Since Brexit, the UK has been subject to two separate regulatory frameworks on medical devices. Great Britain is subject to the Medical Devices Regulations 2002/618 (UK MDR) - essentially a lightly amended version of the EU's old Medical Device Directive framework. Meanwhile, under the terms of the Northern Ireland Protocol, Northern Ireland is subject to the EU's new medical device regulatory framework, which consists of the Medical Device Regulation 2017/745 (EU MDR) and In Vitro Diagnostic Medical Device Regulation 2017/746 (IVDR).
This means that manufacturers and distributors of medical devices and in vitro diagnostics (IVDs) which do business throughout the UK must comply with two separate regulatory frameworks. Understandably, this can cause some headaches. This is particularly so where a manufacturer wishes to sponsor a clinical investigation or a performance study with sites in both Great Britain and Northern Ireland. The EU MDR and IVDR contain dramatically more specific and exacting rules on the conduct of clinical investigations and performance studies than those found in the UK MDR.
For example, a sponsor of a clinical investigation or performance study in Northern Ireland who is established outside of Northern Ireland or the EU must appoint a legal representative. A legal representative must be established in Northern Ireland or the EU and is responsible for ensuring the sponsor's compliance with the EU MDR or IVDR. No equivalent exists under the UK MDR for clinical investigations or performance studies conducted in Great Britain.
This particular rule creates irritating additional bureaucracy for a sponsor of a clinical investigation or performance study throughout the UK who is established in Great Britain or another country outside of the EU and Northern Ireland. Notwithstanding that the UK is notionally a single jurisdiction, such a sponsor is required to appoint a legal representative in Northern Ireland or the EU. At best, this involves paying administrative fees to a third party to act as little more than a post box. At worst, a legal representative can be particularly risk-averse and concerned about their potential liability for non-compliance by the sponsor. This can result in the legal representative demanding active input on the management of the investigation or study, and in some cases threatening to terminate the relationship with the sponsor if the sponsor does not act on the legal representative's advice.
Pursuant to its powers under the EU MDR and IVDR, the MHRA has now amended its guidance on clinical investigations and performance studies conducted in Northern Ireland in an effort to address this particular issue. From now on, a sponsor conducting a clinical investigation or performance study solely in Great Britain and Northern Ireland will not be required to appoint a legal representative for Northern Ireland, provided that: (a) the sponsor is either established in Great Britain or has appointed a legal representative established in Great Britain to act in respect of Northern Ireland; and (b) the sponsor has appointed a contact person in Northern Ireland to be the addressee for communications under the EU MDR or IVDR.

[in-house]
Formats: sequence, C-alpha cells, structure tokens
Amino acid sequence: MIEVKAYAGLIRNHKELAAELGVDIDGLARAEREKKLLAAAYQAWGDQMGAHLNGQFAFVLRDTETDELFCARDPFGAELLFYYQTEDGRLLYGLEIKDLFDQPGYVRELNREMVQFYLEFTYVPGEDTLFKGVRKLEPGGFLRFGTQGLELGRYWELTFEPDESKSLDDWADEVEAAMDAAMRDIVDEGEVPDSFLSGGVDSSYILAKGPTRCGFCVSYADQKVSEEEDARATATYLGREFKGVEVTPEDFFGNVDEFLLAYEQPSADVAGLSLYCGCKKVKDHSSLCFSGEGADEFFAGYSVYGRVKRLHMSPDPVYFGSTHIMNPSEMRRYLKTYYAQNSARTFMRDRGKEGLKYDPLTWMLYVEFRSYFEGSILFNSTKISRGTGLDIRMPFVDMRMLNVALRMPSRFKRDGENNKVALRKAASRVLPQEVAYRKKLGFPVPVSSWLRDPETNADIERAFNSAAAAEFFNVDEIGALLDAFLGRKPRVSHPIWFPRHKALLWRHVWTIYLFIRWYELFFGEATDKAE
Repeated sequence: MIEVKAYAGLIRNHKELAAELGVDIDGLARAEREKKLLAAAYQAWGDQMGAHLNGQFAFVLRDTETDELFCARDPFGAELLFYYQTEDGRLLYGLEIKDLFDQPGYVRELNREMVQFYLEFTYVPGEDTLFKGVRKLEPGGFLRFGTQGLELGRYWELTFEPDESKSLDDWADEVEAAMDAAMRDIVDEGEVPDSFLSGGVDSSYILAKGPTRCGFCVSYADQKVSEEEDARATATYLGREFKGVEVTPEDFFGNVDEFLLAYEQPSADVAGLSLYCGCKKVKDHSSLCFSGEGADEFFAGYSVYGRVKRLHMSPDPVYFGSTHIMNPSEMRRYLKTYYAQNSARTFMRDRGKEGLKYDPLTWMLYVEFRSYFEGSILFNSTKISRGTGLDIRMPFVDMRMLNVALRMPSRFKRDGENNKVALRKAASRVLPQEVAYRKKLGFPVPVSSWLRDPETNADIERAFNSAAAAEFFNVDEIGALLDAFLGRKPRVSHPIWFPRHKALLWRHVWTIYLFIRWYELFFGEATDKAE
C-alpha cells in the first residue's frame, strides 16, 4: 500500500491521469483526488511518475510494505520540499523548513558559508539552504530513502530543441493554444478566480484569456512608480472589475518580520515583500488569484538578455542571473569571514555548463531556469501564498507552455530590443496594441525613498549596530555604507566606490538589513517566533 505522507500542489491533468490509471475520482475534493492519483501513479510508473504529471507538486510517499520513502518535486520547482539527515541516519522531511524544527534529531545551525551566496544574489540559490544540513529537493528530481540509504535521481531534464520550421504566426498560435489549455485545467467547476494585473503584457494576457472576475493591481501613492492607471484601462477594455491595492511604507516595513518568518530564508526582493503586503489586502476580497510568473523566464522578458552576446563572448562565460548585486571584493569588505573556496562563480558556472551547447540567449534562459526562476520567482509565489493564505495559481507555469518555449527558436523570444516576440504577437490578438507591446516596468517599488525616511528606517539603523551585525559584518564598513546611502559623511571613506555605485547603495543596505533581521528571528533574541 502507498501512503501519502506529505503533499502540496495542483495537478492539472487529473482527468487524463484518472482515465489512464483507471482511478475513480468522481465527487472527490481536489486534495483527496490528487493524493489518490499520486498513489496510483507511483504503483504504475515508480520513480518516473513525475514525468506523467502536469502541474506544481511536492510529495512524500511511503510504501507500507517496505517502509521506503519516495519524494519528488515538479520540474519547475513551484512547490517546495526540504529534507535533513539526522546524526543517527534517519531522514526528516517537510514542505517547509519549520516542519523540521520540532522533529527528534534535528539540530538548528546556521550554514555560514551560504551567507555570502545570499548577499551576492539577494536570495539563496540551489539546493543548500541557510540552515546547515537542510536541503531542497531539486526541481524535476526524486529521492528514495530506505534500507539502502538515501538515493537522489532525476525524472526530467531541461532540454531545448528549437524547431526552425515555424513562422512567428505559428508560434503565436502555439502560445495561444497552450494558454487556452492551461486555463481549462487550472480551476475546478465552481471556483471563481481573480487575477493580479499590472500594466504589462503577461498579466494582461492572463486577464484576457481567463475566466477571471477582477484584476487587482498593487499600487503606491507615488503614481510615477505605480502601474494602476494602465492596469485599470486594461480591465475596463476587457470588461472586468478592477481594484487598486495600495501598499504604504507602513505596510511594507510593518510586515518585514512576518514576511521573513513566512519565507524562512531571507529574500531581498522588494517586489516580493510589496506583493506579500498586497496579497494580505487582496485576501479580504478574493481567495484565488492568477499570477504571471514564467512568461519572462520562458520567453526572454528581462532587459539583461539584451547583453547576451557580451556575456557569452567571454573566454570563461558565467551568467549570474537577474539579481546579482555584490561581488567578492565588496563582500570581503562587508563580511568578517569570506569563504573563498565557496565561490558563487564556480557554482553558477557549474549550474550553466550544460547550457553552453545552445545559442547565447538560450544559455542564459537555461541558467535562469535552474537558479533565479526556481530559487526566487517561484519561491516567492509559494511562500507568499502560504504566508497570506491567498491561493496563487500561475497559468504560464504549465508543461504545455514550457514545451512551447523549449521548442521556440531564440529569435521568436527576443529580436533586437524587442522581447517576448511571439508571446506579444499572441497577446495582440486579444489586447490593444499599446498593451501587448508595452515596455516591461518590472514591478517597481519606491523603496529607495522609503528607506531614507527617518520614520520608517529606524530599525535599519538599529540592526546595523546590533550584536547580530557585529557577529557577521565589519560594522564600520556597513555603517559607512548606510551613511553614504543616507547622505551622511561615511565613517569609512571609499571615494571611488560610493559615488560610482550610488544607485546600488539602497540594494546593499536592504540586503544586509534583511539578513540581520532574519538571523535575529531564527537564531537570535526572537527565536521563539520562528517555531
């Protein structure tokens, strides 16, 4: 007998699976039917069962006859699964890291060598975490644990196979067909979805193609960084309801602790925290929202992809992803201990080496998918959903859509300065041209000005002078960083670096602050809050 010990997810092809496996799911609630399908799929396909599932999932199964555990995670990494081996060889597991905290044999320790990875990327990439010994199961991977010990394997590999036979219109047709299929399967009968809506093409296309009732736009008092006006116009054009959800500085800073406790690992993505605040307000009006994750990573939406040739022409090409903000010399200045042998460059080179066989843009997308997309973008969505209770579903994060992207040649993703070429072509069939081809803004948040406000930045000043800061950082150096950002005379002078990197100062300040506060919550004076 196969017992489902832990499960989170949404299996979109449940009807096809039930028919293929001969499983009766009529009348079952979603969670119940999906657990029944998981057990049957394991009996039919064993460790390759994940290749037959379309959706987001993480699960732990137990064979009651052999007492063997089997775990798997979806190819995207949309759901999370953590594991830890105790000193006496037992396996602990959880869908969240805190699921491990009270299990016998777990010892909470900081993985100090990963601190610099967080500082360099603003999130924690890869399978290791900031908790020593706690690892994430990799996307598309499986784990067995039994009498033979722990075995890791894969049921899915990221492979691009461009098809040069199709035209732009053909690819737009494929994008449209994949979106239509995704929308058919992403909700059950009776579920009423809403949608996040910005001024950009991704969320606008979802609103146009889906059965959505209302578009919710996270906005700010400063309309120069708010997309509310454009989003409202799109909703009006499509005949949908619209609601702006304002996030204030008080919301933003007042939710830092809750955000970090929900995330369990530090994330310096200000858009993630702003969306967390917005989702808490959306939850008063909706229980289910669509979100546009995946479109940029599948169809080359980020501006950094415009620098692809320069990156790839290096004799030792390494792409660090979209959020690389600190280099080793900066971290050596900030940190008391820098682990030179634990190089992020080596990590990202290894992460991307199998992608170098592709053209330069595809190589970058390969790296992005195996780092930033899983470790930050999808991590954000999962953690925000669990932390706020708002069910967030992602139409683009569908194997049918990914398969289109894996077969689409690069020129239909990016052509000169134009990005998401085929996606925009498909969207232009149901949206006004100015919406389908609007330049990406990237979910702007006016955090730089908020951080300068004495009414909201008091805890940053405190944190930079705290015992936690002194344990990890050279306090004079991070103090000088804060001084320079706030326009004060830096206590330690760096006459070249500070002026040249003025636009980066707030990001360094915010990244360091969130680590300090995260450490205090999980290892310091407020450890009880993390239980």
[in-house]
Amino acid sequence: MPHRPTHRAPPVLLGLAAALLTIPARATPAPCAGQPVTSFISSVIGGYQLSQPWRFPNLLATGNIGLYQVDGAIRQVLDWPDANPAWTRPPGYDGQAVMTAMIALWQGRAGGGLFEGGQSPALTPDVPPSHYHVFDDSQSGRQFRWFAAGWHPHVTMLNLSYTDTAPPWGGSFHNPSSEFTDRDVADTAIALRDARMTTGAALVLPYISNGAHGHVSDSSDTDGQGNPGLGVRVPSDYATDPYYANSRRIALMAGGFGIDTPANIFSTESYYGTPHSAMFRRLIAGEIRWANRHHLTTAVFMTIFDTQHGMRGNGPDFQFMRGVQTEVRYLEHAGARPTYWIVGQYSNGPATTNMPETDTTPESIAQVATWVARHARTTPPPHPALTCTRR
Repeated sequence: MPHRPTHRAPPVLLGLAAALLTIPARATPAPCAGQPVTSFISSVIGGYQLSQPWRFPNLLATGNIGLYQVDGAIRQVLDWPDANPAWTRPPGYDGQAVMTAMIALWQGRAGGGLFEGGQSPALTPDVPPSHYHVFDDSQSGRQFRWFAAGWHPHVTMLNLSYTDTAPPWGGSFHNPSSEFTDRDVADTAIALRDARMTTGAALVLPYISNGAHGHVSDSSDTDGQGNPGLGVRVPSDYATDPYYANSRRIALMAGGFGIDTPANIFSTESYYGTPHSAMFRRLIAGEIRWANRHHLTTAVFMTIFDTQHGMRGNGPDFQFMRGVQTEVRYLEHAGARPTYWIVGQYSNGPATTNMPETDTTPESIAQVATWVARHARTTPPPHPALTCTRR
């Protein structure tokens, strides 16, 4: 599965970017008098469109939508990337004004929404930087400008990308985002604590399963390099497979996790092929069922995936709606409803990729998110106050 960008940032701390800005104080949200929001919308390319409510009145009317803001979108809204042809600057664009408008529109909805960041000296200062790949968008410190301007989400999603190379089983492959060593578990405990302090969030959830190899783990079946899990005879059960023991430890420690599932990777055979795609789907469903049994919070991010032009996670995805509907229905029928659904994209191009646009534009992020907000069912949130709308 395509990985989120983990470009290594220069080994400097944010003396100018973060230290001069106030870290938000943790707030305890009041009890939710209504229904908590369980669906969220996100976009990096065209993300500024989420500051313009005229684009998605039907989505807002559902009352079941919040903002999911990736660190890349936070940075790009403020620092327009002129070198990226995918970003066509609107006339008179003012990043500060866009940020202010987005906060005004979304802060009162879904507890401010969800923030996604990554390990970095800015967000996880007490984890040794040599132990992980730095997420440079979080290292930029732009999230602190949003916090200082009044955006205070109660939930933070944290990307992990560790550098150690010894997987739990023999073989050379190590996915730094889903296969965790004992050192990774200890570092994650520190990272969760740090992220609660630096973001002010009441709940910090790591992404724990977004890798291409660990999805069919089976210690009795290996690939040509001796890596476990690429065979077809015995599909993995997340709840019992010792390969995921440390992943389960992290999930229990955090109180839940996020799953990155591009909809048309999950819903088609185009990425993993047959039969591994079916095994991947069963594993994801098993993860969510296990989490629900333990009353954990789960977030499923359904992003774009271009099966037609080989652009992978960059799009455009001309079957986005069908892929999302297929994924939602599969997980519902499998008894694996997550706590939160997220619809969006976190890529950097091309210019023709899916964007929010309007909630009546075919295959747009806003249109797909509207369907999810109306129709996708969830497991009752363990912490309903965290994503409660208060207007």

This is a small change. It will make life a bit easier for a sponsor of clinical research who is established in Great Britain. However, for sponsors established outside of Great Britain, this makes little difference. A sponsor established in Northern Ireland or the EU was already not obliged to appoint a legal representative, so this change makes no difference. More frustratingly, a sponsor established outside of the UK or EU will still be obliged to appoint a legal representative, albeit they will have a slightly wider pool to choose from as they will be able to appoint a legal representative established in Great Britain.
Under the EU MDR and IVDR, it is within the MHRA's power to do away entirely with the requirement to appoint a legal representative for clinical investigations and performance studies conducted solely on the territory of the United Kingdom. This would have been a far more impactful option that would have done more to bridge the regulatory gulf between Great Britain and Northern Ireland.
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